AS/COA: In your new book La Argentina que merecemos (The Argentina We Deserve), you point to the country’s great potential. Why do you believe that Argentina is better prepared now more than ever to take advantage of the available opportunities?
 
Lavagna: Because at the end of 2005 the country had a solid macroeconomic plan. That is something unheard of if you keep in mind the last forty years of our country’s economic history. Specifically, that is:
  1. an exchange rate that allows us to be competitive and austere as a country;
  2. a surplus in both foreign trade and fiscal accounts;
  3. debt restructured in such a way that it is sustainable over time, combined with a policy of debt reduction;
  4. low interest rates; and
  5. an improvement in terms of trade and exchange between Argentina and the rest of the world.
Even though the macroeconomic plan has progressively deteriorated due to political mistakes made in the last twenty months, we believe that as long as the right corrections are made to steer the economic program back toward its original course – the one laid out in April 2002 – it will continue being a propitious moment for promoting growth and implementing the necessary reforms in institutional matters, investment stimulation and infrastructure as well as in social and public services critical for consolidating a process of sustainable development.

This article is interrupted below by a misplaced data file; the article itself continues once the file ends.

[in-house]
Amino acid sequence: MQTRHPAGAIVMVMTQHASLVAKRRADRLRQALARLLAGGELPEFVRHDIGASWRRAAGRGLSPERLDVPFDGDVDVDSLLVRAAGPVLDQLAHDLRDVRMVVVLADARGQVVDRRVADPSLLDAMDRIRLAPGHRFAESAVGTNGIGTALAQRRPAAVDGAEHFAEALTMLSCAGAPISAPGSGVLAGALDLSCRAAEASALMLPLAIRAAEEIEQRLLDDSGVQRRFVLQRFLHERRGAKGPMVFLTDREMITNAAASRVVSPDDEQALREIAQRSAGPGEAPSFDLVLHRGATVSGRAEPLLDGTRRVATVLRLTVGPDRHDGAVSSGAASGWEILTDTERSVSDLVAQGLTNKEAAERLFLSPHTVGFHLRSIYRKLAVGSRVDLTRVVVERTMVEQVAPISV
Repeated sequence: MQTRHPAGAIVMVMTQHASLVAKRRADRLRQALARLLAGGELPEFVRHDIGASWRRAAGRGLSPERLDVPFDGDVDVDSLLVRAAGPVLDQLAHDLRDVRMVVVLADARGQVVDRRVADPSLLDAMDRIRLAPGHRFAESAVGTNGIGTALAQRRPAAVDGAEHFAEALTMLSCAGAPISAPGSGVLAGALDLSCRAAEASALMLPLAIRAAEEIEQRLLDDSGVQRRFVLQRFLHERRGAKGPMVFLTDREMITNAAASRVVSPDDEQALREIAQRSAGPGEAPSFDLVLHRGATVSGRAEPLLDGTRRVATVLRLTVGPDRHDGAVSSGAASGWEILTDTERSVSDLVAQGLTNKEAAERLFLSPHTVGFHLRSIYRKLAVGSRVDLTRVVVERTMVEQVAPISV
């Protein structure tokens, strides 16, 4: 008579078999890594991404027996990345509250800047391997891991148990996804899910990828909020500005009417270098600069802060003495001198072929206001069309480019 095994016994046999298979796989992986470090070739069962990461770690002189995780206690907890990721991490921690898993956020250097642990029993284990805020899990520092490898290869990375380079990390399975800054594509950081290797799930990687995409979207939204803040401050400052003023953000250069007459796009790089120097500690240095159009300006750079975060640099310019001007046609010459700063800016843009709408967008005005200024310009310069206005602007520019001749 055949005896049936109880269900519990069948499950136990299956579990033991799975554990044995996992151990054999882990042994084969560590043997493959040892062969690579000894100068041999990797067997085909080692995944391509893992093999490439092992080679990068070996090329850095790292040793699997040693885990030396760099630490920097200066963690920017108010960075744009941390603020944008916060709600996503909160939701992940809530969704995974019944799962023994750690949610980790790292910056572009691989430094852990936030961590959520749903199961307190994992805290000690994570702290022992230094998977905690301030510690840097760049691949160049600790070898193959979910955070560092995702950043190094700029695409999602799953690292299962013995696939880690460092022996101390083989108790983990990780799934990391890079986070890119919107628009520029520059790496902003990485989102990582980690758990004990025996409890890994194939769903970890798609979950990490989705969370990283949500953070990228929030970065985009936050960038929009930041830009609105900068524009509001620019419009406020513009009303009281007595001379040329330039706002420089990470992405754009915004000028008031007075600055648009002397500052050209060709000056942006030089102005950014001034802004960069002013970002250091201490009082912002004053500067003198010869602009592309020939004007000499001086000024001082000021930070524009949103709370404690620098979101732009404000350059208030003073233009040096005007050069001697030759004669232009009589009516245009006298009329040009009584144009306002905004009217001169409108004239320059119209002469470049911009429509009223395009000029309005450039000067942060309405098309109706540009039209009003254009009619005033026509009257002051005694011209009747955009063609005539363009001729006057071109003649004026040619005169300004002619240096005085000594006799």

AS/COA: One of your plan’s proposals is for lowering taxes first and foremost for small and medium-sized companies as a way of stimulating job growth. What industries do you think will most benefit by this plan?
 
Lavagna: Lowering the earnings tax for small and medium-sized companies that invest in and create employment—the same general consideration guides our employment program—has the virtue of being a horizontal policy that does not distinguish among different sectors. In this sense, no particular industries are favored or disfavored nor are there any specific winners. All small and medium-sized companies will benefit, without distinction, automatically, without any intermediaries or bureaucratic red tape.
 
AS/COA: What are the biggest changes that the current administration made after your departure from the position of Minister of Economy? How have these changes affected the country’s direction?
 
Lavagna: The negative changes that the government has implemented are substantial. To point out the gravest:

In institutional matters

  • In 2006, the government reestablished budgetary superpowers that allow it to reassign resources—at its own discretion—of the budget voted on and approved by the Congress.